Here we describe a novel strategy using multiplexes of synthetic small interfering RNAs (siRNAs) corresponding to multiple gene targets in order to compress RNA interference (RNAi) screen size. Before investigating the practical use of this strategy, we first characterized the gene-specific RNAi induced by a large subset (258 siRNAs, 129 genes) of the entire siRNA library used in this study (∼800 siRNAs, ∼400 genes). We next demonstrated that multiplexed siRNAs could silence at least six genes to the same degree as when the genes were targeted individually. The entire library was then used in a screen in which randomly multiplexed siRNAs were assayed for their affect on cell viability. Using this strategy, several gene targets that influenced the viability of a breast cancer cell line were identified. This study suggests that the screening of randomly multiplexed siRNAs may provide an important avenue towards the identification of candidate gene targets for downstream functional analyses and may also be useful for the rapid identification of positive controls for use in novel assay systems. This approach is likely to be especially applicable where assay costs or platform limitations are prohibitive.
PMCID: PMC1885663  PMID: 17392344
8.  Control region mutations and the 'common deletion' are frequent in the mitochondrial DNA of patients with esophageal squamous cell carcinoma 
BMC Cancer  2004;4:30.
North central China has some of the highest rates of esophageal squamous cell carcinoma in the world with cumulative mortality surpassing 20%. Mitochondrial DNA (mtDNA) accumulates more mutations than nuclear DNA and because of its high abundance has been proposed as a early detection device for subjects with cancer at various sites. We wished to examine the prevalence of mtDNA mutation and polymorphism in subjects from this high risk area of China.
We used DNA samples isolated from tumors, adjacent normal esophageal tissue, and blood from 21 esophageal squamous cell carcinoma cases and DNA isolated from blood from 23 healthy persons. We completely sequenced the control region (D-Loop) from each of these samples and used a PCR assay to assess the presence of the 4977 bp common deletion.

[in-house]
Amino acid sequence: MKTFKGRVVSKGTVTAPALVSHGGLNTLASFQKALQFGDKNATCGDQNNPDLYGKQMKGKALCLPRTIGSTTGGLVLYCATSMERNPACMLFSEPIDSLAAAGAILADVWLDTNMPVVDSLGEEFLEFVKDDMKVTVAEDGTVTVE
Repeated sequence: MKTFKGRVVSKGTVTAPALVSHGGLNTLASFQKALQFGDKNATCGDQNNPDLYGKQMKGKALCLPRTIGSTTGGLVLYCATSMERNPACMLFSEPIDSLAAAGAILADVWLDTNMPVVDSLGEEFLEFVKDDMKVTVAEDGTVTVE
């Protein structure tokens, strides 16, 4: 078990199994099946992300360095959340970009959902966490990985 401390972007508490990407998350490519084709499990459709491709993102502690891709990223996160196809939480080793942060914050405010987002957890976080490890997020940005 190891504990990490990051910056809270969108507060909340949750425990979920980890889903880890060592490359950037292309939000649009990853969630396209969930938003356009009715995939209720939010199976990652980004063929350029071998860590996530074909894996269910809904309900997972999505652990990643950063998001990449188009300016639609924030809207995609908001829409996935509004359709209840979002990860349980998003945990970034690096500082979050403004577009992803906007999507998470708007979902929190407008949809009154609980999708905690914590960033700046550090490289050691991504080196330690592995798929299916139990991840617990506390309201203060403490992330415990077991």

Direct DNA sequencing revealed that 7/21 (33%, 95% CI = 17–55%) tumor samples had mutations in the control region, with clustering evident in the hyper-variable segment 1 (HSV1) and the homopolymeric stretch surrounding position 309. The number of mutations per subject ranged from 1 to 16 and there were a number of instances of heteroplasmy. We detected the 4977 bp 'common deletion' in 92% of the tumor and adjacent normal esophageal tissue samples examined, whereas no evidence of the common deletion was found in corresponding peripheral blood samples.
Control region mutations were insufficiently common to warrant attempts to develop mtDNA mutation screening as a clinical test for ESCC. The common deletion was highly prevalent in the esophageal tissue of cancer cases but absent from peripheral blood. The potential utility of the common deletion in an early detection system will be pursued in further studies.
PMCID: PMC459226  PMID: 15230979
9.  Restricted Immunoglobulin Variable Region (Ig V) Gene Expression Accompanies Secondary Rearrangements of Light Chain Ig V Genes in Mouse Plasmacytomas 
The Journal of Experimental Medicine  1999;190(10):1405-1416.
The many binding studies of monoclonal immunoglobulin (Ig) produced by plasmacytomas have found no universally common binding properties, but instead, groups of plasmacytomas with specific antigen-binding activities to haptens such as phosphorylcholine, dextrans, fructofuranans, or dinitrophenyl. Subsequently, it was found that plasmacytomas with similar binding chain specificities not only expressed the same idiotype, but rearranged the same light (VL) and heavy (VH) variable region genes to express a characteristic monoclonal antibody. In this study, we have examined by enzyme-linked immunosorbent assay five antibodies secreted by silicone-induced mouse plasmacytomas using a broader panel of antigens including actin, myosin, tubulin, single-stranded DNA, and double-stranded DNA. We have determined the Ig heavy and light chain V gene usage in these same plasmacytomas at the DNA and RNA level. Our studies reveal: (a) antibodies secreted by plasmacytomas bind to different antigens in a manner similar to that observed for natural autoantibodies; (b) the expressed Ig heavy genes are restricted in V gene usage to the VH-J558 family; and (c) secondary rearrangements occur at the light chain level with at least three plasmacytomas expressing both κ and λ light chain genes. These results suggest that plasmacytomas use a restricted population of B cells that may still be undergoing rearrangement, thereby bypassing the allelic exclusion normally associated with expression of antibody genes.
PMCID: PMC2195694  PMID: 10562316
V(D)J rearrangement; plasmacytoma; allelic exclusion; polyreactivity; V gene usage

Results 1-10 (10)